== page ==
It took about a decade, but the Abe administration is finally figuring out how to use Twitter.

Back in 2015, Japanese Prime Minister Shinzo Abe shocked the nation when he declared during a parliament session that he pays his Facebook and Twitter fees. Later that same year, Abe accidentally @’ed one of the founding members of Twitter while trying to reach the Indian Prime Minister.

It was all enough to lead us to believe that the head of state wasn’t too keen on using social media, but that was OK. In a large majority of cases, interacting with politicians on Twitter tends to be about as cool and breezy as doing so with your parents. Plus, this way we can feel free to mock and complain about them freely without worrying about their prying eyes.

For example, in a recent report regarding Iran-Japan relations, Minister of Foreign Affairs Taro Kono said that Japan will not cut ties despite pressure from the U.S. to do so.

This prompted Twitter-user Katten Ni Hoshu (@kattennihosyu) to declare him “The Strongest Foreign Minister” and photoshop his face onto James Bond in a Quantum of Solace poster.

In all fairness it is a bold move for Japan to defend its longstanding friendly relationship with Iran and risk rocky future negotiations with the U.S. as a result. After Washington declared Iran’s Revolutionary Guard to be a “terrorist organization” Kono held a press conference to say that Japan does not share that point of view, adding that he believes “Iran is necessary for the stability of the region.”

It’s a controversial decision too though, so Katten Ni Hoshu would probably expect some blowback from his Bond meme. What he probably didn’t expect, however, was a criticism by Taro Kono himself who tweeted, “No. A Foreign Minister loses the moment he picks up a gun.”

Refreshingly wise words, which we don’t get much from politicians these days it seems. They resonated well with other Twitter users as well who flooded the post with over 17,000 comments, including:

“I never though I would like a Tweet by the Minister of Foreign Affairs, but he’s right. The weapon of the Foreign Minister is negotiation.”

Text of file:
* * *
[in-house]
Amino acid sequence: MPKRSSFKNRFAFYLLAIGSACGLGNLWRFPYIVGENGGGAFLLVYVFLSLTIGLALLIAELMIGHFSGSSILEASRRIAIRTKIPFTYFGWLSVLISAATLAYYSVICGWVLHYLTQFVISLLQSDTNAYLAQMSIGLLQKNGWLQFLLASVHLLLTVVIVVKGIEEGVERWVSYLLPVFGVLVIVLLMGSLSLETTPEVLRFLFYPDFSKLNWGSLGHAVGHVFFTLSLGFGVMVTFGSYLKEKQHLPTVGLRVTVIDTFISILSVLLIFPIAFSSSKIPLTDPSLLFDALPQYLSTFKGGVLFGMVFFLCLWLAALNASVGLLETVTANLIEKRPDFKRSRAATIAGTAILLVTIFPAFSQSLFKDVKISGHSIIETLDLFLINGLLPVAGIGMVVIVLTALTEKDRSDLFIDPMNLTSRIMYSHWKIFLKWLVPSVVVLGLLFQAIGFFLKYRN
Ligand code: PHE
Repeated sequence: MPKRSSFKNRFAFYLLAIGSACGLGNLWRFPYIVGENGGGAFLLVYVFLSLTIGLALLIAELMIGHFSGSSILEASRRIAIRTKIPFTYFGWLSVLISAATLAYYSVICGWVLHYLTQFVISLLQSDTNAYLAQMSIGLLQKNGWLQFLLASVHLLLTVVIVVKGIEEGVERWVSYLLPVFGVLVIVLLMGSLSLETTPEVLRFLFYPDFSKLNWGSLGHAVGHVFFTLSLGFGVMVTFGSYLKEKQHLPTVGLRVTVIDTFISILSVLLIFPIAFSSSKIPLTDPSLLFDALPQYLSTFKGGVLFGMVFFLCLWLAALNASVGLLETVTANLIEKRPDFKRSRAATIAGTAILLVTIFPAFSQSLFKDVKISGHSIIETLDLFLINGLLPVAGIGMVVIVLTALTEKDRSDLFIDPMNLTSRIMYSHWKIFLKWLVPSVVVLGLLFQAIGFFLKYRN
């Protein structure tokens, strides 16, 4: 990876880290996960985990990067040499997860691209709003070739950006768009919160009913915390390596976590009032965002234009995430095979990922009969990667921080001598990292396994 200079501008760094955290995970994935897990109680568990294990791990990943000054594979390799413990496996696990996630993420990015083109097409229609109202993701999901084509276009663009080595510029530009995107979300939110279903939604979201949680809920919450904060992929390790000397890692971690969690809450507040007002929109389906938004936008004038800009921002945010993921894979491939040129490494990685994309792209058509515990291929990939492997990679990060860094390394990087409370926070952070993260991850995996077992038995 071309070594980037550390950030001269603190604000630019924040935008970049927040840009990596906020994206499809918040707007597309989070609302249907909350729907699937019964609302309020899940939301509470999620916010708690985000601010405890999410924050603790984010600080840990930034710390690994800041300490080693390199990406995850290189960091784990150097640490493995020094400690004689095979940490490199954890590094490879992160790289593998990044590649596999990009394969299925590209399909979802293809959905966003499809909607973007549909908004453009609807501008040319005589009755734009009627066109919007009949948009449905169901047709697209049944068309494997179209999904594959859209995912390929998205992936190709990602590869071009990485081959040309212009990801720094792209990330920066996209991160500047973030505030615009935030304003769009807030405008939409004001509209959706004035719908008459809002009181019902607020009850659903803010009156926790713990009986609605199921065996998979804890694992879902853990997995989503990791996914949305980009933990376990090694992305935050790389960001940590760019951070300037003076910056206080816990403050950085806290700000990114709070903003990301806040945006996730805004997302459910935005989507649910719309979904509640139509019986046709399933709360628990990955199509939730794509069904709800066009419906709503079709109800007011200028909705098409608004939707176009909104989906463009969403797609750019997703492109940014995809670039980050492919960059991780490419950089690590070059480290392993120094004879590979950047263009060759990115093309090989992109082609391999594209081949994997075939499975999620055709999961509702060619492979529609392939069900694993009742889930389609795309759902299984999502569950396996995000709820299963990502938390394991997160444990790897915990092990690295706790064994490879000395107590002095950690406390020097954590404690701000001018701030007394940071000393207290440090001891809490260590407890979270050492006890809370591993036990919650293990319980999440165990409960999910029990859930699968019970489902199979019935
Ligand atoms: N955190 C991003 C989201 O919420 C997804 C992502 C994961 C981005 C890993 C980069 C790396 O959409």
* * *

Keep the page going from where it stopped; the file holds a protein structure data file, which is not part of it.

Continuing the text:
“A Foreign Minister’s weapons are a suit and business card.”
“Minister Kono is the best! We need a Foreign Minister to create peace.”
“I haven’t heard a sentiment like Kono’s for a long time.”
“C-cool? I feel weird saying that about a politician.”
“How about you tell that to Abe instead?”
“Of course a Foreign Minister shouldn’t have a gun in his hands. That’s what soldiers are for.”

Sure, the stance that a Foreign Minister shouldn’t be actively pursuing war isn’t really the most profound concept we’ve ever heard. But in this era of politicians ambiguously praising Hitler and tsunamis, it kind of feels like a deep thought.

It’s also considerably shocking to see a high-ranking Japanese politician be able to competently use Twitter properly. This is in an administration where the man in charge of cyber-security for the Olympics has never touched a computer.

All things considered, it seems that the bar is about as low as it can get and the window is wide open for an eager Japanese politician with moderate common sense and basic computer literacy to really sweep the population off its feet.

Source: Twitter/@kattennihosyu, Twitter/@konotarogomame, My Game News Flash
Featured image: Twitter/@kattennihosyu
● Want to hear about SoraNews24’s latest articles as soon as they’re published? Follow us on Facebook and Twitter!